How Isabelle & Karan Modi built Flame of the Forest Safari Lodge an exquisite experience of the wilderness

#glamping - Kuthwahi Village, Kanha National Park - Madhya Pradesh

YC - Tell us about your background - educational, personal & professional? Would also love to hear about your family?

Karan - I was born and raised in Mumbai and have been a sports person playing badminton for a good few years professionally. That was until I found my love for the outdoors and exploring new places of wildernesses, destinations, cultures, cuisines and activities. Did my Mountaineering course in the Himalayas with (NIM, Uttarkashi) and then never looked back to life in the city honestly.

I knew I had found my calling to be in the outdoors and started looking for opportunities to work in these divine wildernesses across the country.

In times of breaks from the outdoors, I got introduced to Yoga through my mother who has been a teacher for over 35 years and also translates scriptures now and does various therapies, talks or discussions to the ones interested and keen to learn and explore.

At the Yoga Institute, is where I met my wife Isabelle who is also a Yoga teacher, Pranic healer and does various alternative therapies for helping people. She is swiss and has been a Nurse on a cancer unit there for over 15 years before coming to India. And my father is retired and leads a simple life in Bombay.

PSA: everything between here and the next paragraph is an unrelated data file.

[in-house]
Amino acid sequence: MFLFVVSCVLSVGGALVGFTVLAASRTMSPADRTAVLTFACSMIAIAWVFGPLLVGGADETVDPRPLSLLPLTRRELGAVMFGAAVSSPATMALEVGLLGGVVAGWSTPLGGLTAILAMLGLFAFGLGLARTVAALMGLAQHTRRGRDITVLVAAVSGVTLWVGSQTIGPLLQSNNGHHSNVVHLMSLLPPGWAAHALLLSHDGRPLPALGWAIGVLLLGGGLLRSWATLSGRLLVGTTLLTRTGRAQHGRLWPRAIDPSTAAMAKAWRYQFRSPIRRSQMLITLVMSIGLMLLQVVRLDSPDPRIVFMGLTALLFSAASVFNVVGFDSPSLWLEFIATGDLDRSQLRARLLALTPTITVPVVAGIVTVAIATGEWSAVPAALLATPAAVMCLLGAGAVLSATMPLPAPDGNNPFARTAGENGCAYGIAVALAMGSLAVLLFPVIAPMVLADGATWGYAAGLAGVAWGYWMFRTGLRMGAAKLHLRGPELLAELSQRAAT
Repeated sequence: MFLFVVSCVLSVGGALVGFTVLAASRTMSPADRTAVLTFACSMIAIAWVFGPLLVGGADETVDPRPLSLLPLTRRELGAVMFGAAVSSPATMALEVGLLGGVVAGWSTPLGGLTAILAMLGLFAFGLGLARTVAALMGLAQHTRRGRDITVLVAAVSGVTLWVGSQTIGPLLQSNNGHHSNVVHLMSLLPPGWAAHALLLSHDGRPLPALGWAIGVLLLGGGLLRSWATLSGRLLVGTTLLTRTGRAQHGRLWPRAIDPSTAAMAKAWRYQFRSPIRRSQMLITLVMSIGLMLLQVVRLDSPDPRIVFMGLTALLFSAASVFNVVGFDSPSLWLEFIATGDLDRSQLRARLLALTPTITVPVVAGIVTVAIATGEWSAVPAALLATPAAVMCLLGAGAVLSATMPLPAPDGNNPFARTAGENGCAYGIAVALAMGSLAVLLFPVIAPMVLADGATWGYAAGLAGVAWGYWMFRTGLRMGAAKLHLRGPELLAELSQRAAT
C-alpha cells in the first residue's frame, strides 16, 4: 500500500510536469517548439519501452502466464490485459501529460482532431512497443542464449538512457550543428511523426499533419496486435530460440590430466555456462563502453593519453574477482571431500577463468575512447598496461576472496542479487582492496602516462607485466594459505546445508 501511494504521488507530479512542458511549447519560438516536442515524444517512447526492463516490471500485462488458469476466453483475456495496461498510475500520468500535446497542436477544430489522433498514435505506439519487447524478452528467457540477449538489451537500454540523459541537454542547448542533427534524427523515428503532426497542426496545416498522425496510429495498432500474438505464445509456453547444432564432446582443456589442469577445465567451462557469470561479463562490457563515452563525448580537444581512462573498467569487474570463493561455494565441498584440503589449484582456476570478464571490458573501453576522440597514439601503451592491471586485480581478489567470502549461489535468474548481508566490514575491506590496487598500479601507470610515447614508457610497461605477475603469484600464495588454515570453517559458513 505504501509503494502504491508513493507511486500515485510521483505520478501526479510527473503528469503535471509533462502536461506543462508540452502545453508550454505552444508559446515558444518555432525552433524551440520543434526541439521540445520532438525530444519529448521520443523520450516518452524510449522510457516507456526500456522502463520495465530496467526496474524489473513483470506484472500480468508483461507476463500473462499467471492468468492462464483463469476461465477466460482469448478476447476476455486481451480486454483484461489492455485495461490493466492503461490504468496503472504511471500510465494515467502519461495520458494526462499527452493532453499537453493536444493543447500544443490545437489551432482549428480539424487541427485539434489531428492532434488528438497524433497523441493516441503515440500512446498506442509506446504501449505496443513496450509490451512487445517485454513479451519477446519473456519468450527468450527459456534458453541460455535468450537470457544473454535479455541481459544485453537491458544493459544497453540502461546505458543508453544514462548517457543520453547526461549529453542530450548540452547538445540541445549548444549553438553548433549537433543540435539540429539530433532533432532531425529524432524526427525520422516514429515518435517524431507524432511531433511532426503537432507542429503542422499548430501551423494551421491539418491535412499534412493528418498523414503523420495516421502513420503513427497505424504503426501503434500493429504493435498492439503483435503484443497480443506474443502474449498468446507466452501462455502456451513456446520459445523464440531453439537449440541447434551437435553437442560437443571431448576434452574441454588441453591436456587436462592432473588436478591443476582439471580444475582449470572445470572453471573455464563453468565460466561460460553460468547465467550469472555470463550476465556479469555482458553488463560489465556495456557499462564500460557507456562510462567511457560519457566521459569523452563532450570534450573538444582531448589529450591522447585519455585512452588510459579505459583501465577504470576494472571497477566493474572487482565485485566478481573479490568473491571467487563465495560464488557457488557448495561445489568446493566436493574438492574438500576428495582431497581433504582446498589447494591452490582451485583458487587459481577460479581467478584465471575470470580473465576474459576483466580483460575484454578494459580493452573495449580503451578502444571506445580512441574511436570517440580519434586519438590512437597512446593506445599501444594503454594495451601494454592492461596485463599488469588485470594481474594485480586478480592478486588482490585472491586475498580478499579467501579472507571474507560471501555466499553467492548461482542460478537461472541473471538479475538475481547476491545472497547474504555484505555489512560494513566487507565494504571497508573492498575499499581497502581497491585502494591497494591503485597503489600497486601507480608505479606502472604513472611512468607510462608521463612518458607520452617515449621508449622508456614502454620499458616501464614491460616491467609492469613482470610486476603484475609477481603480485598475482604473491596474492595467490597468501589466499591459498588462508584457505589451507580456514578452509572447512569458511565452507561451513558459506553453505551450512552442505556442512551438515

YC - What motivated you to start? Was there any turning point or incident in your life which led to your journey as an entrepreneur?

Karan - Having worked a few years in the mountains and the outskirts of Bombay I surely knew I'm not doing a corporate job etc. However in these times it was not easy to sustain as a mountain guide, so I was looking for other sustainable options and this is how I reached Ranthambore. I learnt the ways of the wild here with guide drivers and fellow naturalists, sometimes even being taught bird names or tree names wrongly, almost deliberately, but that was luckily corrected by others I met and discussed with. 

Here is when I knew this is a great lifestyle in the outdoors, sadly the remuneration was really bad and hence thought one day to have my own Safari Lodge.

YC - Starting something unique or creating a niche is always challenging, what challenges did you face in your early days? 

Karan - Oh, challenges were everything you can think of and more honestly. It was against all possible odds that we managed to get "Flame of the Forest Safari Lodge in Kanha" up and running. We had literally no money whatsoever, with only the vision to do something here and heaps of faith and attitude to never shy away from hard work.